Open Journal of Psychiatry
Vol.08 No.03(2018), Article ID:85967,10 pages

The Relationship between Executive Functioning and Emotional Intelligence in Children with Autism Spectrum Disorder

Jennifer L. Reynolds, Alan J. Lincoln, Roya Iravani*, Varvara Toma, Shamayne Brown

California School of Professional Psychology, AIU, San Diego, USA

Copyright © 2018 by authors and Scientific Research Publishing Inc.

This work is licensed under the Creative Commons Attribution International License (CC BY 4.0).

Received: March 28, 2018; Accepted: July 10, 2018; Published: July 13, 2018


Children with Autism Spectrum Disorder (ASD) demonstrate marked deficits in the ability to initiate, maintain and sustain meaningful social interaction. While the social-emotional deficits represent a core set of problems, persons with ASD also demonstrate significant problems in initiating, sustaining and maintaining appropriate goal directed behaviors. Emotional Intelligence (EI) is a construct that has been successfully applied to a range of skills that allow for the prediction of competent human social behavior. Executive Functions (EF) refer to constructs involving cognitive abilities necessary for initiating, sustaining and maintaining purposeful goal-oriented behavior. While both children and adults with ASD have previously shown to have atypical patterns of EF skills, little is known about EI in either children or adults with ASD. Moreover, there is no study examining the relationship between EI and EF that has been reported in individuals with ASD. The current study examined the relationship between EF and EI in children with ASD. Twenty children with ASD were compared to twenty neurotypical children on self-report and clinical assessments of EI and EF. Although the relationship between EF and EI was not statistically significant, results showed that children with ASD have deficits in interpersonal skills, intrapersonal skills and overall EI when compared to their neurotypical peers. These results suggest that EF and EI are relatively independent domains of development that show compromise in persons with ASD and each may be necessary to support typical socially directed behaviors.


Executive Functioning, Emotional Intelligence, Autism Spectrum Disorder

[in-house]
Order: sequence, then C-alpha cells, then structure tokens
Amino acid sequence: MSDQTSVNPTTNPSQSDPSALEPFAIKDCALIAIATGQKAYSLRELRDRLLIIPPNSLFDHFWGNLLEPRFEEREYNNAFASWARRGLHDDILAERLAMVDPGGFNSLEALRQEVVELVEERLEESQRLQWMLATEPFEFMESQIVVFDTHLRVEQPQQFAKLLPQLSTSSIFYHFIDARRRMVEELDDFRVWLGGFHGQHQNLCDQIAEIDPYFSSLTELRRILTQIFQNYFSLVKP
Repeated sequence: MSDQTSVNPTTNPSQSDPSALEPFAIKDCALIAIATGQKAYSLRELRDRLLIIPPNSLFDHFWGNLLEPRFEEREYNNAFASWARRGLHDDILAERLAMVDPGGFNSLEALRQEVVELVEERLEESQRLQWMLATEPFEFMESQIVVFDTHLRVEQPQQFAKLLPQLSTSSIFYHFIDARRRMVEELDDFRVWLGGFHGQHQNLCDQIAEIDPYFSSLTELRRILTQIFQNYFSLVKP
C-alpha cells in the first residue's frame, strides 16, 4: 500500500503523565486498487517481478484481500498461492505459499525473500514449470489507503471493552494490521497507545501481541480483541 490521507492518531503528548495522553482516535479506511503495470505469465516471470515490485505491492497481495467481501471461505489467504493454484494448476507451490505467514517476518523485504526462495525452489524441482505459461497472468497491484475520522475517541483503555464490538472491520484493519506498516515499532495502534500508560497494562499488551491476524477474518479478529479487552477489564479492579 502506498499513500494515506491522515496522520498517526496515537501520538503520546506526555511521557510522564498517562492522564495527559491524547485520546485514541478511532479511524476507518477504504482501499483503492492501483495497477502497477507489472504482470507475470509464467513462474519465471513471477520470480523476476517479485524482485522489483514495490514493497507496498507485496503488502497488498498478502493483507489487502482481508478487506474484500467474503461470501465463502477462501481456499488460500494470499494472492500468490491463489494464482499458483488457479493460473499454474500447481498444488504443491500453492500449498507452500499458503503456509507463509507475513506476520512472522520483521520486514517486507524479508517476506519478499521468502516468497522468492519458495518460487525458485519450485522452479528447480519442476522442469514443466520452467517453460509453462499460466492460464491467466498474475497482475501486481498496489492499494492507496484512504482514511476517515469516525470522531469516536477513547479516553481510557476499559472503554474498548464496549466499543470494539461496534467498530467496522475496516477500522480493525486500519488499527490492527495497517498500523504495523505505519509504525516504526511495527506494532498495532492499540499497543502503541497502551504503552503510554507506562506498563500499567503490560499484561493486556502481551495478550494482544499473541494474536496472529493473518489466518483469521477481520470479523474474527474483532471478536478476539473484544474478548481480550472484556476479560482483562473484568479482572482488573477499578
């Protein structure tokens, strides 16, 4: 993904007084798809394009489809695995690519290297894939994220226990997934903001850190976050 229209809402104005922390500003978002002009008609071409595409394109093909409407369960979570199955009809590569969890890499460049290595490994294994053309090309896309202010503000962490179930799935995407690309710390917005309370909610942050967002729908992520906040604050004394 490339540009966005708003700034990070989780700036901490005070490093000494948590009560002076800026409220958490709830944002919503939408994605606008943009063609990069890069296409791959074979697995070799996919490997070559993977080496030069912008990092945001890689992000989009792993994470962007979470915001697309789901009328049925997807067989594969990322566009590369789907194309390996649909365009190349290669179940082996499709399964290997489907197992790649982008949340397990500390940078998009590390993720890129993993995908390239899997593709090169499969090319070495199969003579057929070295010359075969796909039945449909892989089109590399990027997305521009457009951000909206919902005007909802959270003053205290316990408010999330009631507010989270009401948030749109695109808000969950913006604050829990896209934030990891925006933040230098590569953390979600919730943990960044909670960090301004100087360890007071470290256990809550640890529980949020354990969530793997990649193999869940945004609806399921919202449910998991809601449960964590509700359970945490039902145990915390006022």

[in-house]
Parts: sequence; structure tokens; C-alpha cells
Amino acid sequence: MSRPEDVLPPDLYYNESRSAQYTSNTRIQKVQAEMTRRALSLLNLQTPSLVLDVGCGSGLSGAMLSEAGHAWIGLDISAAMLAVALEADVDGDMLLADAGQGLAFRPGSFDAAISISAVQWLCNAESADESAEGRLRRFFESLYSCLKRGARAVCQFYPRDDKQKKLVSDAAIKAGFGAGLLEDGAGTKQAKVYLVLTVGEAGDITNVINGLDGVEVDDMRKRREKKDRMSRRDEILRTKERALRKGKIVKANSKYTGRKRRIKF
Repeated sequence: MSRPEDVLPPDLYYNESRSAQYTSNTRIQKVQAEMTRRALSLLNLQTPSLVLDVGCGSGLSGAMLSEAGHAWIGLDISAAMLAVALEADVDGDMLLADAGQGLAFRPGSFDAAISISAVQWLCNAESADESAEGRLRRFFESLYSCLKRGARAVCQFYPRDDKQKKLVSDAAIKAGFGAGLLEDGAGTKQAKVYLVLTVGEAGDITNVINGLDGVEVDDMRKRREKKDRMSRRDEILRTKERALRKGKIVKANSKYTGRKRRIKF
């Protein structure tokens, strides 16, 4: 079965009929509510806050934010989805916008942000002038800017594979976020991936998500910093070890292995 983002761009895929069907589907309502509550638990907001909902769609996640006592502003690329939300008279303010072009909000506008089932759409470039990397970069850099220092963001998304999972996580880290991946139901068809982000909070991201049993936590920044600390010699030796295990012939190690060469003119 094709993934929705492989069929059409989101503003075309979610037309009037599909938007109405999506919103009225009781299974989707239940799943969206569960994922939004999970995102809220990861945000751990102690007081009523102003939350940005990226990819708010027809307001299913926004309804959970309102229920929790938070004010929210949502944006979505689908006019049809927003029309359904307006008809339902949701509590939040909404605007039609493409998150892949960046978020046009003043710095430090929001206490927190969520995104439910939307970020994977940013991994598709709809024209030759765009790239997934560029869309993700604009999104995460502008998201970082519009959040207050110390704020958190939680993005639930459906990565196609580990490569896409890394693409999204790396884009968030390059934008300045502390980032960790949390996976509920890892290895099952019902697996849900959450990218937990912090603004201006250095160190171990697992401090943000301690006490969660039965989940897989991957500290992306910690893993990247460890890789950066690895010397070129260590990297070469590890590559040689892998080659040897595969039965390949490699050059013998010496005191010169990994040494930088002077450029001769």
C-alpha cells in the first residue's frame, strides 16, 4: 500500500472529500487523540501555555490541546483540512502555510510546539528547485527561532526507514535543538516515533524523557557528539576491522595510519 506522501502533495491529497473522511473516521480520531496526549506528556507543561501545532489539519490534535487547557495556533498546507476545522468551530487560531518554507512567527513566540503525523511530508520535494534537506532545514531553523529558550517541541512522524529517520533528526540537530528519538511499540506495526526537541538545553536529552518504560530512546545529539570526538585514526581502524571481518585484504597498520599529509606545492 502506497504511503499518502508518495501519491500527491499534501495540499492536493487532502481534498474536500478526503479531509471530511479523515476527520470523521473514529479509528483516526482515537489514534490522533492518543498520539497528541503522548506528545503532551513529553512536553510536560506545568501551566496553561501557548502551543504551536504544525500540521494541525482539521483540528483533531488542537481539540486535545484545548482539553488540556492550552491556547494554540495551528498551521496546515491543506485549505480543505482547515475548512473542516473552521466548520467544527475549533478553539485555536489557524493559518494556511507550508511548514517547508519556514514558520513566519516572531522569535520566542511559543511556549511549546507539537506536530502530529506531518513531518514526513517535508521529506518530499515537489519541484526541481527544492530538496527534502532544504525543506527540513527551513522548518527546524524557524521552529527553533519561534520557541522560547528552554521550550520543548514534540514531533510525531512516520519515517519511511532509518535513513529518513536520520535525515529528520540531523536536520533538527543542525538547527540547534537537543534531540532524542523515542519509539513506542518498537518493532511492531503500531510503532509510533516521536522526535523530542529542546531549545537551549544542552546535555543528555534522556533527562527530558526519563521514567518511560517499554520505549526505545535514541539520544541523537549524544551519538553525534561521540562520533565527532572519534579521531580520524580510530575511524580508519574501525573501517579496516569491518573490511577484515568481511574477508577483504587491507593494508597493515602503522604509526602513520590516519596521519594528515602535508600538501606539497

1. Introduction

Social interaction deficiencies and communication problems are among the most pronounced in children with ASD (Baron-Cohen, Leslie & Frith, 1995) [1] and often the first area of intervention for practitioners. Children with ASD often play alone, have difficulty in initiating and sustaining play with other children, and show limitations in social imagination (Seitz, Travis & Sigman, 2005) [2] . Moreover, their capacity is reduced for recognizing and responding to the emotional states of others.

EI refers to the ability to assess and engage the emotions of one’s self, of others and of groups (Mayer, 1997) [3] . The somatic marker hypothesis suggests that deficits in the emotional signaling functional system (somatic states) lead to poor judgment in decision-making, especially in the personal and social realms (Bar-On, Tranel, Denburg & Bechara, 2003) [4] . This system is necessary to facilitate social interaction, imaginative activities, and the use of emotions for social communication and has been hypothesized to comprise an area of social abilities known as emotional intelligence (EI).

Individuals with ASD show social deficits that would suggest impairment in two general areas of EI: intrapersonal and interpersonal skills. Intrapersonally, children with ASD show a deficit in the ability to discriminate among emotions, overtly label emotions, utilize emotions to guide their own behaviors and effectively control affective range and intensity (Begeer, Rieffe, Terwogt, Meerum & Stockmann, 2006) [5] . Interpersonally, children with ASD show difficulties in correctly decoding other people’s feelings, intentions, and motivations, correctly recognizing personal characteristics in others (e.g., age, gender, and ethnicity) and influencing others to behave in desired ways (Dalrymple, 1992) [6] .

Neurobiological and neuropsychological evidence suggest that the significant range of social deficiencies observed in individuals with ASD may be more effectively viewed as the abnormal development of a distinct functional brain system (McAlonan, Cheung, Suckling, Lam, Tai, Yip, Declan and Siew, 2005) [7] . One such system includes to so-called executive functions that are believed to be subserved by the frontal cortex and appear to be responsible to help regulate the capacity for initiating, sustaining and maintaining goal directed behaviors. Early work by Pennington and Ozonoff (1996) [8] and others (Lopez, Lincoln, Ozonoff, & Lai, 2005) [9] showed that persons with ASD show atypical patterns of EF regulation and suggested that impairments or the atypical organization of such functions could account for impaired social and behavioral functioning in persons with ASD.

Despite the fact that EF has been studied extensively in individuals with ASD, there is still limited research in the area of EI and individuals with ASD and even sparser research examining the correlational link between EF and EI. Currently, neurobiological and neuropsychological research supports the idea that EF and EI are linked by way of subcortical structures [7] . Furthermore, [4] found that when compared to controls, patients with lesions in the neural circuitry postulated to be involved in EF and EI, displayed low EF and EI scores as assessed by standardized testing. Unfortunately, the research examining the neural circuitry has been limited to non-ASD individuals, suggesting a need for further research in this area with a developmentally-delayed subpopulation.

The current study was designed to evaluate whether children with ASD would achieve lower scores on measures that reflect the following executive functions: cognitive flexibility, inhibition, initiation of problem solving, concept formation and spatial planning. Emotional Intelligence was also predicted to differ between autistic participants and control participants. Finally, it was predicted that the relationship between EF and EI would differ between children with ASD and neuro typical control children.